Functional brain imaging studies have shown abnormal neural activity in individuals recovered from anorexia nervosa (AN) during both cognitive and emotional task paradigms. It has been suggested that this abnormal activity which persists into recovery might underpin the neurobiology of the disorder and constitute a neural biomarker for AN. However, no study to date has assessed functional changes in neural networks in the absence of task-induced activity in those recovered from AN. Therefore, the aim of this study was to investigate whole brain resting state functional connectivity in nonmedicated women recovered from anorexia nervosa. Functional magnetic resonance imaging scans were obtained from 16 nonmedicated participants recovered from anorexia nervosa and 15 healthy control participants. Independent component analysis revealed functionally relevant resting state networks. Dual regression analysis revealed increased temporal correlation (coherence) in the default mode network (DMN) which is thought to be involved in self-referential processing. Specifically, compared to healthy control participants the recovered anorexia nervosa participants showed increased temporal coherence between the DMN and the precuneus and the dorsolateral prefrontal cortex/inferior frontal gyrus. The findings support the view that dysfunction in resting state functional connectivity in regions involved in self-referential processing and cognitive control might be a vulnerability marker for the development of anorexia nervosa.

  8. Coexistence via resource partitioning fails to generate an increase in community function.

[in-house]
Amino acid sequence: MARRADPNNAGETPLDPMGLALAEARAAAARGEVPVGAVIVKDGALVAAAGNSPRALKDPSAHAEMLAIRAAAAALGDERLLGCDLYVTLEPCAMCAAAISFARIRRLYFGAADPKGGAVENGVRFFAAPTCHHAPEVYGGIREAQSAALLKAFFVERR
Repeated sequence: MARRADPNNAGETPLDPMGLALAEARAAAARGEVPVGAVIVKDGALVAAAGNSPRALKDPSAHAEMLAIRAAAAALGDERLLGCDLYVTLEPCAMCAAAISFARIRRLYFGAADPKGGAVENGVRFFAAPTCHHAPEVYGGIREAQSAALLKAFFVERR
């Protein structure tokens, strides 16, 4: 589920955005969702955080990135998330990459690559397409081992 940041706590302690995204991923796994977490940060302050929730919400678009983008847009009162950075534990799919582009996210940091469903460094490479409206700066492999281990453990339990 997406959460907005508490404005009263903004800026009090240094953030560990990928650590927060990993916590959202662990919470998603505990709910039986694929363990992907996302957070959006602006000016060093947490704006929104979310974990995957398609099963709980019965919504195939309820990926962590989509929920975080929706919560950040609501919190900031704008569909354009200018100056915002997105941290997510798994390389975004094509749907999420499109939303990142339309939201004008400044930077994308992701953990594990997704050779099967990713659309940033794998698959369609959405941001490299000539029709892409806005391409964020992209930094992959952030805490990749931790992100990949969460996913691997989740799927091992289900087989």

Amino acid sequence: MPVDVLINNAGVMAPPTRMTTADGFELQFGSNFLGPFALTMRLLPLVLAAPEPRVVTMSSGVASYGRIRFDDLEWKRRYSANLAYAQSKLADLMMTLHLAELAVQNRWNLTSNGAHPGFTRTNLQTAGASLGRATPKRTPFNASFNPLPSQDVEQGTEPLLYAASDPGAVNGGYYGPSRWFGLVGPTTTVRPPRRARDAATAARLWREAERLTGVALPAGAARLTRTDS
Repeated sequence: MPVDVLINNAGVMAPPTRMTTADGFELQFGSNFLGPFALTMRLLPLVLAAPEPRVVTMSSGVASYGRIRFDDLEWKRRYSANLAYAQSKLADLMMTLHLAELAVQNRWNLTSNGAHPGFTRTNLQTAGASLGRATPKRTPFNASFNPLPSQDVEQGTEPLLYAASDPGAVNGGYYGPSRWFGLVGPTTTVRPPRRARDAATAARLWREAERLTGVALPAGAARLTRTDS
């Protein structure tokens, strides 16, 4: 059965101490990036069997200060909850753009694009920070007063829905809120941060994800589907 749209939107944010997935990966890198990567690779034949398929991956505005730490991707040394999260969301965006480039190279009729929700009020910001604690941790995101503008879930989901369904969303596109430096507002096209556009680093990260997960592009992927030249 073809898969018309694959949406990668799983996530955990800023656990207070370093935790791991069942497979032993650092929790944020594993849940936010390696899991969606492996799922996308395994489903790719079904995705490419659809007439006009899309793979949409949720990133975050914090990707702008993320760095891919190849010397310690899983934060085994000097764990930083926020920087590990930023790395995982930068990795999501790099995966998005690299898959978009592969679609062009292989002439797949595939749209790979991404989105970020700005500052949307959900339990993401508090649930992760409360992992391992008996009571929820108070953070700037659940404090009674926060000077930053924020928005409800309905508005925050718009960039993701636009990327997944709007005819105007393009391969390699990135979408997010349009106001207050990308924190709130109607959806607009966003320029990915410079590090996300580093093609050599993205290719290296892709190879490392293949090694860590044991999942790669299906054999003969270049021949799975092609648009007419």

Directory of Open Access Journals (Sweden)

    John P DeLong

    Full Text Available Classic ecological theory suggests that resource partitioning facilitates the coexistence of species by reducing inter-specific competition. A byproduct of this process is an increase in overall community function, because a greater spectrum of resources can be used. In contrast, coexistence facilitated by neutral mechanisms is not expected to increase function. We studied coexistence in laboratory microcosms of the bactivorous ciliates Paramecium aurelia and Colpidium striatum to understand the relationship between function and coexistence mechanism. We quantified population and community-level function (biomass and oxygen consumption, competitive interactions, and resource partitioning. The two ciliates partitioned their bacterial resource along a size axis, with the larger ciliate consuming larger bacteria than the smaller ciliate. Despite this, there was no gain in function at the community level for either biomass or oxygen consumption, and competitive effects were symmetrical within and between species. Because other potential coexistence mechanisms can be ruled out, it is likely that inter-specific interference competition diminished the expected gain in function generated by resource partitioning, leading to a system that appeared competitively neutral even when structured by niche partitioning. We also analyzed several previous studies where two species of protists coexisted and found that the two-species communities showed a broad range of biomass levels relative to the single-species states.